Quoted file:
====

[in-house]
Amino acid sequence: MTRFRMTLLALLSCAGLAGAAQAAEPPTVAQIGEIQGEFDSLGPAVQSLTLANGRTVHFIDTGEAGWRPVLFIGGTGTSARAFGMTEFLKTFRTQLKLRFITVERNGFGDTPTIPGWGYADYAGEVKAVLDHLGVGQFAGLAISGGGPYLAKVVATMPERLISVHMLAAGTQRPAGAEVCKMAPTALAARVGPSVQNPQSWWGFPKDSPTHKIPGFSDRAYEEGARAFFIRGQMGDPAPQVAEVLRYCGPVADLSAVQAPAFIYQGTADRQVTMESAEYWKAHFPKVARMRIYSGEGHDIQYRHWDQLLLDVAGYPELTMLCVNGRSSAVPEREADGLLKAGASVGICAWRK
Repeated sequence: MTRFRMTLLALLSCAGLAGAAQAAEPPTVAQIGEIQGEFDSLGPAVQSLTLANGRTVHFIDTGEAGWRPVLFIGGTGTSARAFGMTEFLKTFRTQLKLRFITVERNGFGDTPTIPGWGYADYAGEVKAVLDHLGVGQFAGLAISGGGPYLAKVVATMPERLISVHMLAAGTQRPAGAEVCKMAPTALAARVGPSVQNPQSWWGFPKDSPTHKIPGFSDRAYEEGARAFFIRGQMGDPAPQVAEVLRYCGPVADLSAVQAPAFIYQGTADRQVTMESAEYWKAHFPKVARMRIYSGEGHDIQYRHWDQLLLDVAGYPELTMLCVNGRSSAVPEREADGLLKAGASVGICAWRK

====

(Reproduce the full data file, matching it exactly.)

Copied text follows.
[in-house]
Amino acid sequence: MTRFRMTLLALLSCAGLAGAAQAAEPPTVAQIGEIQGEFDSLGPAVQSLTLANGRTVHFIDTGEAGWRPVLFIGGTGTSARAFGMTEFLKTFRTQLKLRFITVERNGFGDTPTIPGWGYADYAGEVKAVLDHLGVGQFAGLAISGGGPYLAKVVATMPERLISVHMLAAGTQRPAGAEVCKMAPTALAARVGPSVQNPQSWWGFPKDSPTHKIPGFSDRAYEEGARAFFIRGQMGDPAPQVAEVLRYCGPVADLSAVQAPAFIYQGTADRQVTMESAEYWKAHFPKVARMRIYSGEGHDIQYRHWDQLLLDVAGYPELTMLCVNGRSSAVPEREADGLLKAGASVGICAWRK
Repeated sequence: MTRFRMTLLALLSCAGLAGAAQAAEPPTVAQIGEIQGEFDSLGPAVQSLTLANGRTVHFIDTGEAGWRPVLFIGGTGTSARAFGMTEFLKTFRTQLKLRFITVERNGFGDTPTIPGWGYADYAGEVKAVLDHLGVGQFAGLAISGGGPYLAKVVATMPERLISVHMLAAGTQRPAGAEVCKMAPTALAARVGPSVQNPQSWWGFPKDSPTHKIPGFSDRAYEEGARAFFIRGQMGDPAPQVAEVLRYCGPVADLSAVQAPAFIYQGTADRQVTMESAEYWKAHFPKVARMRIYSGEGHDIQYRHWDQLLLDVAGYPELTMLCVNGRSSAVPEREADGLLKAGASVGICAWRK